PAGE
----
NewsMax Corrects Itself, Sorta Topic: Newsmax
Could this be? NewsMax issuing a correction regarding a conservative foe?
As part of its effort to discredit Plamegate special counsel Patrick Fitzgerald as partisan, an Oct. 30 NewsMax article claimed that Fitzgerald, as U.S. attorney in Chicago, indicted more than 60 people in connection with wrongdoing connected to former Illinois Republican Gov. George Ryan, compared with two indicted in a probe of Chicago Democratic Mayor Richard Daley. Or, as NewsMax put it: "For those keeping score on Mr. Fitzgerald's political targets, the count currently stands at 60-plus Republicans vs. 2 Democrats - not counting Mr. [Lewis "Scooter"] Libby."
But in an Oct. 31 article, NewsMax corrected its numbers -- though it didn't call it that, of course. In what it called an "update," NewsMax noted not only that Fitzgerald "has prosecuted even more people associated with former Republican Gov. George Ryan than the 60 we noted yesterday," but that "it's also true that Fitzgerald has done a better job going after Democrats than media reports we cited yesterday would indicate."
NewsMax then proceeded to spin the Ryan case as a "mini-scandal," making a point of Ryan being "long retired," compared to the "cesspit" regarding the Daley case.
Who's Discredited? Topic: Media Research Center
An Oct. 31 NewsBusters post by Clay Waters cites the conservative Power Line blog as evidence that former ambassador Joseph Wilson is "discredited."
But the Power Line post Waters cites, which dates from July 2004, is wrong in its first assertion that Wilson's wife, outed CIA operative Valerie Plame, "did recommend him for the Niger investigation." In fact, the Senate Intelligence Committee report never came to an official conclusion as to Plame's role, if any, in the selection of Wilson, and the CIA's position is that Plame did not recommend her husband.
Tells you something about the MRC's research standards, doesn't it?
Defending Student, But Not What He Said Topic: WorldNetDaily
Conservative groups are rushing to the defense of a student, even though they purportedly don't agree with what he said. (Isn't this what conservatives attack the ACLU for doing?)
An Oct. 29 WorldNetDaily story by Jon Dougherty notes that the American Family Association of Pennsylvania is defending Dusquene University student Ryan Miner, who wrote in an Internet forum that homosexuals are "subhuman." The university, a private Catholic school, is seeking to impose sanctions on Miner for the remark, even though it appeared in a forum not operated by the university, because the school has a student code of conduct that applies both on and off campus.
Dougherty, unsurprisingly, merely regurgitates what the parties say and doesn't examine the inherent contradictions in what they say. The AFA spokesman is quoted as saying that "We cannot support Mr. Miner's description of homosexuals as 'subhuman,' but he has a First Amendment right to express those views on an off-campus blog. " But many religious private schools have rules governing off-campus behavior; Bob Jones University -- where students aren't allow to go to movies and all student dates are chaperoned -- is just one example. Will the AFA fight to overturn all school rules on off-campus student behavior?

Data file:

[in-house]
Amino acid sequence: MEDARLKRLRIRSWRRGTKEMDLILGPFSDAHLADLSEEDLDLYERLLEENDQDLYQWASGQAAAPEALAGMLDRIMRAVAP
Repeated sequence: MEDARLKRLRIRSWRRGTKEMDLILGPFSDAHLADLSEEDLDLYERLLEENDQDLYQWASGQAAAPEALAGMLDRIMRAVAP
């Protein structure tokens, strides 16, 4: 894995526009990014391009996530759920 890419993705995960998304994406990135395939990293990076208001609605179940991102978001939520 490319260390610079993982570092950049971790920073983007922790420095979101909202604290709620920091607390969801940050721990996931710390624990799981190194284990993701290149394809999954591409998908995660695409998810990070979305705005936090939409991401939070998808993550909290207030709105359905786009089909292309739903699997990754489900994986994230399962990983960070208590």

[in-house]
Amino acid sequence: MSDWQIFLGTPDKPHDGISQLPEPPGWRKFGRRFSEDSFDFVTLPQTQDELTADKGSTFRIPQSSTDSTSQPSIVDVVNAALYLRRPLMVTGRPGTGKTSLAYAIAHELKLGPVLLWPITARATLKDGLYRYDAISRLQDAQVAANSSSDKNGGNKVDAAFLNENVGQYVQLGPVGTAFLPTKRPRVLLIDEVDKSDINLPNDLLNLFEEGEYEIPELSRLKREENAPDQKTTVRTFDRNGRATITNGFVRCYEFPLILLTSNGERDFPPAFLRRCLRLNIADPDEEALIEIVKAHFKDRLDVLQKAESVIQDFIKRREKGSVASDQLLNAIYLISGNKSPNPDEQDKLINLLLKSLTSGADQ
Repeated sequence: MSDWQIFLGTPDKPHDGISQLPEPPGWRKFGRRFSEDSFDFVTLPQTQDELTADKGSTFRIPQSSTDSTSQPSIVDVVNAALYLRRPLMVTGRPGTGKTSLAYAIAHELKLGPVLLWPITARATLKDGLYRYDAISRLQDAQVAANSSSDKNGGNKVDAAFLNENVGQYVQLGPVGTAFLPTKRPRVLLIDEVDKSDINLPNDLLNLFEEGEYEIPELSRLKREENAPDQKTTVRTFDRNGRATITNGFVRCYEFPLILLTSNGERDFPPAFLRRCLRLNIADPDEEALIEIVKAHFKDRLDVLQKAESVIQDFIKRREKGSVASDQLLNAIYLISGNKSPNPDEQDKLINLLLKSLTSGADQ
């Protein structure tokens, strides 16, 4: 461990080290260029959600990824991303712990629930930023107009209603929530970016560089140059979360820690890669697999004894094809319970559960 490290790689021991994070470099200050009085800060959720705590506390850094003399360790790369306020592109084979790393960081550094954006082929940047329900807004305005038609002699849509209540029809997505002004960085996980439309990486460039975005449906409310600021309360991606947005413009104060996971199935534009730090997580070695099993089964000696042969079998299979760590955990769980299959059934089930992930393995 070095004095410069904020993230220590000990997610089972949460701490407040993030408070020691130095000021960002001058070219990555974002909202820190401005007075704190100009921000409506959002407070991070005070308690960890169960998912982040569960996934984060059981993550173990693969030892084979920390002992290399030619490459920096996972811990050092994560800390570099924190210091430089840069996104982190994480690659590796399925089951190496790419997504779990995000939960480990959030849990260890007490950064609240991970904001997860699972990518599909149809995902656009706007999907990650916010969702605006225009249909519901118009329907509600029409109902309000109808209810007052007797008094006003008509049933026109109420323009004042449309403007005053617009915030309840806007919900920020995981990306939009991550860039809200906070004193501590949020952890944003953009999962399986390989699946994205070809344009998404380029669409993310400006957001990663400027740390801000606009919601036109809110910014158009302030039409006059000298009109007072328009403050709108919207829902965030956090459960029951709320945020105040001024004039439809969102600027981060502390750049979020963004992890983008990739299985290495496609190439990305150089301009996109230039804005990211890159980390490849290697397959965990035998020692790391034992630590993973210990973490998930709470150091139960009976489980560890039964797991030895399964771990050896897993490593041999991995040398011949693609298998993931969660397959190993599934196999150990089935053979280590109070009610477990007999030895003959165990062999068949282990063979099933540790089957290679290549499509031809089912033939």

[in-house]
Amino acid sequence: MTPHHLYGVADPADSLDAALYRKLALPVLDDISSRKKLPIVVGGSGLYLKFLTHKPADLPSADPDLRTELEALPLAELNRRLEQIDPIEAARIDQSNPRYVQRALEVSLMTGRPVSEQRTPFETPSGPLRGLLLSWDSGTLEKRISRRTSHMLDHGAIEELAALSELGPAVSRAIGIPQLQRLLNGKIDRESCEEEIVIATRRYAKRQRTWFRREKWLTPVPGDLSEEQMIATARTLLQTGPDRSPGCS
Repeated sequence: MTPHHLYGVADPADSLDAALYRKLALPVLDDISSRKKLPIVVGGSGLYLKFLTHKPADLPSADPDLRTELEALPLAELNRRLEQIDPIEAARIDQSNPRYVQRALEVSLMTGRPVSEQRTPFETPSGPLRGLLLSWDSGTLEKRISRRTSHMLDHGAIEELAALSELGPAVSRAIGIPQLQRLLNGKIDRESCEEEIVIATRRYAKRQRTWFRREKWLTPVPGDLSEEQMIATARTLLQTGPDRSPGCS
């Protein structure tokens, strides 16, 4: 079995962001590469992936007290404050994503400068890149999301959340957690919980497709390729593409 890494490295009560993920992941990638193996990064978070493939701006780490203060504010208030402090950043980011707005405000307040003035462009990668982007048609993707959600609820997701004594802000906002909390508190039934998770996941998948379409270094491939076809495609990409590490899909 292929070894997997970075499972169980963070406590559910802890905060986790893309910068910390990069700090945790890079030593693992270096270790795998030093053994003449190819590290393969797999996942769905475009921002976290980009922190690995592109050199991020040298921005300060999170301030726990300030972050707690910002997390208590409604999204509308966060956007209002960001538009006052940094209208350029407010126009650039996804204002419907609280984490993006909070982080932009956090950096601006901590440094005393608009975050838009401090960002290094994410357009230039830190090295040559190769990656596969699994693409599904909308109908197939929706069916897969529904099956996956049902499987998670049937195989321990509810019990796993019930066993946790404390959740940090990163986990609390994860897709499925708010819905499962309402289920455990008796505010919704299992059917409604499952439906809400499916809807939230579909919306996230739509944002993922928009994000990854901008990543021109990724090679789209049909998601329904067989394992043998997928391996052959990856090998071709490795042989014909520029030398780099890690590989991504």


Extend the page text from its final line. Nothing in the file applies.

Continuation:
And, of course, there's the "we don't agree with what he says but he has a right to say it" contortion. Come on; would the AFA getting involved in this if the student hadn't made an anti-gay remark? Nope; Dougherty also quotes the AFA official as saying that the student was merely following the example of Pope John Paul II in "publicly defending traditional family values in modern society."
The student himself gets his own chance to contort:
For his part, Miner maintains he's no bigot.
"I don't discriminate against homosexuals and I don't hate them. I just don't approve of the actions, especially at a Catholic university," he told the Duke.
Huh? Calling gays "subhuman" isn't an example of bigotry?
Learning to Smear Topic: WorldNetDaily
Is the WorldNetDaily style of journalism turning into a family tradition?
An Oct. 29 WND article carries the byline of Alyssa Farah, billed as a "reporter intern." The logical assumption is that Alyssa is the daughter of WND editor Joseph Farah, but we can't prove that one way or the other at this point.
The article itself is about the new John Waters-hosted true-crime series on Court TV, which will focus on spousal murders. Alyssa Farah does a lot of blind quoting here, anonymously citing "one man who has dealt personally with it" as a source and hauling out the hoary old "some say" argument to lead into a series of negative attacks on and inflammatory quotes by Waters.
If Alyssa is indeed Joseph Farah's daughter, then she certainly has picked up the gene for peddling distorted smears from her dad's side.
Photo Fraud Topic: WorldNetDaily
WorldNetDaily is exhibiting a sudden interest in writing stories about "doctored" photos.
Remember that a couple years ago, WND built an article around what was almost certainly a staged photo of Hillary Clinton's autobiography in the science-fiction section of a bookstore -- though, strangely, WND has since removed the photo that was the whole genesis for doing the article in the first place.